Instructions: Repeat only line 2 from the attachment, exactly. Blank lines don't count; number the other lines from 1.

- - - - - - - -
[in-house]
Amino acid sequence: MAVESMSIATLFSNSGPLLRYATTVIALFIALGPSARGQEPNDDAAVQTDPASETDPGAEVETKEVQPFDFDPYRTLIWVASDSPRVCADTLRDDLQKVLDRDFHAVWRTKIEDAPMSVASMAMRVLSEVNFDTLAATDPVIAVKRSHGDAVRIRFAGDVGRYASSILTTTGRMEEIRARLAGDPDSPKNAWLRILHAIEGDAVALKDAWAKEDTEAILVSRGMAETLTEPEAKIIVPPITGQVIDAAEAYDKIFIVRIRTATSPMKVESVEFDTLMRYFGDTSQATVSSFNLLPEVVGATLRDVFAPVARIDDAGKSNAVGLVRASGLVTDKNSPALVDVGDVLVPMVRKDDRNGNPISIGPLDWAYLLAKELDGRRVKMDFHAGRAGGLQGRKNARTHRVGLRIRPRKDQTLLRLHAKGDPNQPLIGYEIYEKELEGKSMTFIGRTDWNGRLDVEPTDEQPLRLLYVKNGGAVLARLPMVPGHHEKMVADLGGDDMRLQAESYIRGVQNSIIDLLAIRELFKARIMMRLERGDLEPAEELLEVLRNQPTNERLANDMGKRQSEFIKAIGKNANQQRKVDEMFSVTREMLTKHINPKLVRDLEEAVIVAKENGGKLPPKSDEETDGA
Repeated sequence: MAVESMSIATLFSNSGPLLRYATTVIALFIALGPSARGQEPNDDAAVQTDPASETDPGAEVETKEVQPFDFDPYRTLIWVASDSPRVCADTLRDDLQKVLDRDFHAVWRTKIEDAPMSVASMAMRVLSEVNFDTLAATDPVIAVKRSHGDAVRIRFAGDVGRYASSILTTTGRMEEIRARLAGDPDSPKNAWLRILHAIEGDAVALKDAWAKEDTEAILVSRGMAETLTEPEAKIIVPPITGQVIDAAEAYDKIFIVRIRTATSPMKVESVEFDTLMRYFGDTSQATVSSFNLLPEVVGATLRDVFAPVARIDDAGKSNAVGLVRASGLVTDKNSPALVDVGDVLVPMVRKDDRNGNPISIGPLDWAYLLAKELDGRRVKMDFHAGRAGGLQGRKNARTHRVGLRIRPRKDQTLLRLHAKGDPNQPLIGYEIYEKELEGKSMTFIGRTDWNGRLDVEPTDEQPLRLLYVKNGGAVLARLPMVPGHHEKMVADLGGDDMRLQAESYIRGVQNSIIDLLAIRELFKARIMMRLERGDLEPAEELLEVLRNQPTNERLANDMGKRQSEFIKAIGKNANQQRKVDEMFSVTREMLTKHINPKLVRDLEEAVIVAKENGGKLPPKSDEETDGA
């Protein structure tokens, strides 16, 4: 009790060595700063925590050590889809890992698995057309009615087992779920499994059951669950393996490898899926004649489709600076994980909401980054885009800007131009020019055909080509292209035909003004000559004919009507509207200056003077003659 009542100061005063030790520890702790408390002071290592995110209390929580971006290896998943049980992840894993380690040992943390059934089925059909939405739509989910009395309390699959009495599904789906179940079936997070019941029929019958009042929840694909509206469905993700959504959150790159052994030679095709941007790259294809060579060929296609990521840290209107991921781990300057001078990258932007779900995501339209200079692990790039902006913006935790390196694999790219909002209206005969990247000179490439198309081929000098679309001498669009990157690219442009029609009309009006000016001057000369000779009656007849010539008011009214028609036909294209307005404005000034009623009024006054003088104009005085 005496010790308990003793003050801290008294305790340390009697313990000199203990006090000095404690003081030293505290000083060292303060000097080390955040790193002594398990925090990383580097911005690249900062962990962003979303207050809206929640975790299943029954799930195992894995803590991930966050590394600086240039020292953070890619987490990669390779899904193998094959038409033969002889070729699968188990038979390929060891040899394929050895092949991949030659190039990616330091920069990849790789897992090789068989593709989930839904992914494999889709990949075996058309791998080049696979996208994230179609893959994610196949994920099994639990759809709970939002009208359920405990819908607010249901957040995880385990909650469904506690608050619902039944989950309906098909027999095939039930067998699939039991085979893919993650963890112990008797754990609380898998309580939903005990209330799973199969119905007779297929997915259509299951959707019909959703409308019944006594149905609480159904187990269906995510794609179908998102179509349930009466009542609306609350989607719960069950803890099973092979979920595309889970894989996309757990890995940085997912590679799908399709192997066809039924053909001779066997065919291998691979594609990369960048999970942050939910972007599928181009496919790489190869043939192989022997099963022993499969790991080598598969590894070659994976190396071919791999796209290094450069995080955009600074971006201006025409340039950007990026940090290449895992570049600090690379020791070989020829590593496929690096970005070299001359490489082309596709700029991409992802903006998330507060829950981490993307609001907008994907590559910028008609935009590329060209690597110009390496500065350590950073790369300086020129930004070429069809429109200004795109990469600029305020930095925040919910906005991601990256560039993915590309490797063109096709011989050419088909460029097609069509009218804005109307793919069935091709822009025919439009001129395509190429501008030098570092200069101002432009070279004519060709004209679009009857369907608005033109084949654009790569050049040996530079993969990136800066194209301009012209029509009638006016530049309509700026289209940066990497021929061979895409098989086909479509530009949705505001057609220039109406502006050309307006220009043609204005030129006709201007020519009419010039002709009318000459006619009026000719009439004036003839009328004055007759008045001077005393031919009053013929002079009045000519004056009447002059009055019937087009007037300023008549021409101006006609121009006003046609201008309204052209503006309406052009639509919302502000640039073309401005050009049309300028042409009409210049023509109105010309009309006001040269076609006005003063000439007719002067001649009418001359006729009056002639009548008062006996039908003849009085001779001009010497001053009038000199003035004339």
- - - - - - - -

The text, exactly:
Amino acid sequence: MAVESMSIATLFSNSGPLLRYATTVIALFIALGPSARGQEPNDDAAVQTDPASETDPGAEVETKEVQPFDFDPYRTLIWVASDSPRVCADTLRDDLQKVLDRDFHAVWRTKIEDAPMSVASMAMRVLSEVNFDTLAATDPVIAVKRSHGDAVRIRFAGDVGRYASSILTTTGRMEEIRARLAGDPDSPKNAWLRILHAIEGDAVALKDAWAKEDTEAILVSRGMAETLTEPEAKIIVPPITGQVIDAAEAYDKIFIVRIRTATSPMKVESVEFDTLMRYFGDTSQATVSSFNLLPEVVGATLRDVFAPVARIDDAGKSNAVGLVRASGLVTDKNSPALVDVGDVLVPMVRKDDRNGNPISIGPLDWAYLLAKELDGRRVKMDFHAGRAGGLQGRKNARTHRVGLRIRPRKDQTLLRLHAKGDPNQPLIGYEIYEKELEGKSMTFIGRTDWNGRLDVEPTDEQPLRLLYVKNGGAVLARLPMVPGHHEKMVADLGGDDMRLQAESYIRGVQNSIIDLLAIRELFKARIMMRLERGDLEPAEELLEVLRNQPTNERLANDMGKRQSEFIKAIGKNANQQRKVDEMFSVTREMLTKHINPKLVRDLEEAVIVAKENGGKLPPKSDEETDGA